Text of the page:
Process 2: Ion exchange process scheme with selective contaminant precipitation
Protein precipitation is often applied in the food, blood-product, and enzyme manufacturing industries9 and is accomplished by the addition of salts or organic solvents, or by pH titration. Antibody manufacturers are becoming
more interested in these practices because they are suitable for processing bulk products at high throughput. Precipitation
technologies have the potential to reduce or eliminate the bottlenecks that will inevitably be encountered when processing
antibodies at the ton scale.10,11 They may also lead to the development of cost-effective downstream processes that require fewer unit operations for purification.
In the current case study, a small molecule (additive 1) was added to the clarified CHO cell culture supernatant and the pH
was adjusted to precipitate most of the HCPs. The resulting precipitate was removed by depth filtration, leaving behind residual
HCP in the feed. Scaling up the precipitation step is subject to variations in process parameters such as mixing speed, time,
temperature, and pH, the results of which are better controlled when CEX conditions are optimized for differential binding,
washing, and elution of the antibody. Transition from the precipitation step to CEX chromatography by applying the HCP exclusion
strategy enables the effective integration of two-step non-affinity process schemes. Using this protocol, HCP levels can fall
below 10 ng/mg after the first column (Figures 1 and 2). This degree of purity cannot be achieved in a single step when using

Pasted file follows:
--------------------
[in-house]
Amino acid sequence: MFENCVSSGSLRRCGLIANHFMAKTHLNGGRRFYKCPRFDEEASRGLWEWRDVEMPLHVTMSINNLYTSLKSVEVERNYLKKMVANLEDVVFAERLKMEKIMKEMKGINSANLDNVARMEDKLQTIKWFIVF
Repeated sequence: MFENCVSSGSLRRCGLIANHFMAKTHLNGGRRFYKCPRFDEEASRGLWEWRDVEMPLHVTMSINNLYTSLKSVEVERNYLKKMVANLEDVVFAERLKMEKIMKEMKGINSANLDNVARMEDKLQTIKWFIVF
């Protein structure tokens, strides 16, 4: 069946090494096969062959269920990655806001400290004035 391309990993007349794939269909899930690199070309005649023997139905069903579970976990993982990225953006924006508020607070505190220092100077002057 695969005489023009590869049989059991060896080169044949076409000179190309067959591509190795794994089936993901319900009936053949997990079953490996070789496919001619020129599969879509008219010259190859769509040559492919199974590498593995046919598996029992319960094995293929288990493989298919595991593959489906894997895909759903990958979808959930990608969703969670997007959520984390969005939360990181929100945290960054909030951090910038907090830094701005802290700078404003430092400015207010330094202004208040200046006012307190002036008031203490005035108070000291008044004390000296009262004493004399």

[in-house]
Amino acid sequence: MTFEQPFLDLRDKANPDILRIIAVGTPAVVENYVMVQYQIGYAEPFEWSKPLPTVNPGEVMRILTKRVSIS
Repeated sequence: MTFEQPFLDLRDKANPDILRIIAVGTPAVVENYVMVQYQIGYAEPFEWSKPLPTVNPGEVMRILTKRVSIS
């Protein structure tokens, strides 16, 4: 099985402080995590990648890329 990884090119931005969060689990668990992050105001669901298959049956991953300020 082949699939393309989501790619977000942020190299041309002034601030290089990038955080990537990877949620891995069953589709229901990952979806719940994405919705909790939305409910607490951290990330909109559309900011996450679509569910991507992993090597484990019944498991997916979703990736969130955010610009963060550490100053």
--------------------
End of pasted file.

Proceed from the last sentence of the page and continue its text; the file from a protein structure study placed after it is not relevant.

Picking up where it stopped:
Process 1, with diafiltration as the primary recovery step. Product quality even exceeds that achieved with Protein A as the
capture step. Precipitation, combined with low pH conditioning, can prepare the feed stream for CEX chromatography with a
binding capacity of up to 100 mg/mL resin, minimizing the number of process cycles while simultaneously providing virus inactivation.
The material from capture is then processed by AEX membrane chromatography to remove negatively charged contaminants and adventitious
viruses. Because the purity of antibodies eluting from the first column is so high, tens of grams of protein can be loaded
per mL of membrane, making the AEX step faster and more economical for the application of disposable unit operations (Table
Process 3. Ion exchange process scheme with selective antibody precipitation
Antibodies can be precipitated by the addition of salt or polyethylene glycol, and the precipitate can be separated from the
bulk feed by centrifugation or filtration. In the current study, the antibody was precipitated with additive 2 and the precipitate
was dissolved in a resuspension buffer with a pH and conductivity suitable for direct loading onto a CEX column. Based on
the known behavior of HCPs on CEX resin, we were able to design a clearance strategy that reduced the level of HCP to 40 ng/mg
of antibody. When further processed by AEX membrane chromatography, HCP levels fell below the detection limit, making a two-step
non-affinity process feasible (Figure 3). Mixing, incubation time, and the temperature during precipitation must be controlled
to reduce variation in the load material and to achieve consistent recovery and quality. Resuspension of the antibody precipitate
requires approximately 30% of the original clarified bulk volume, therefore significantly reducing the processing time for
multiple CEX cycles. The protein load on the AEX membrane is determined to ensure the robustness of the process at large scale.
Dilution of the protein from the CEX column is sufficient for loading on the AEX membrane chromatography, which can be operated
at very high flow rates.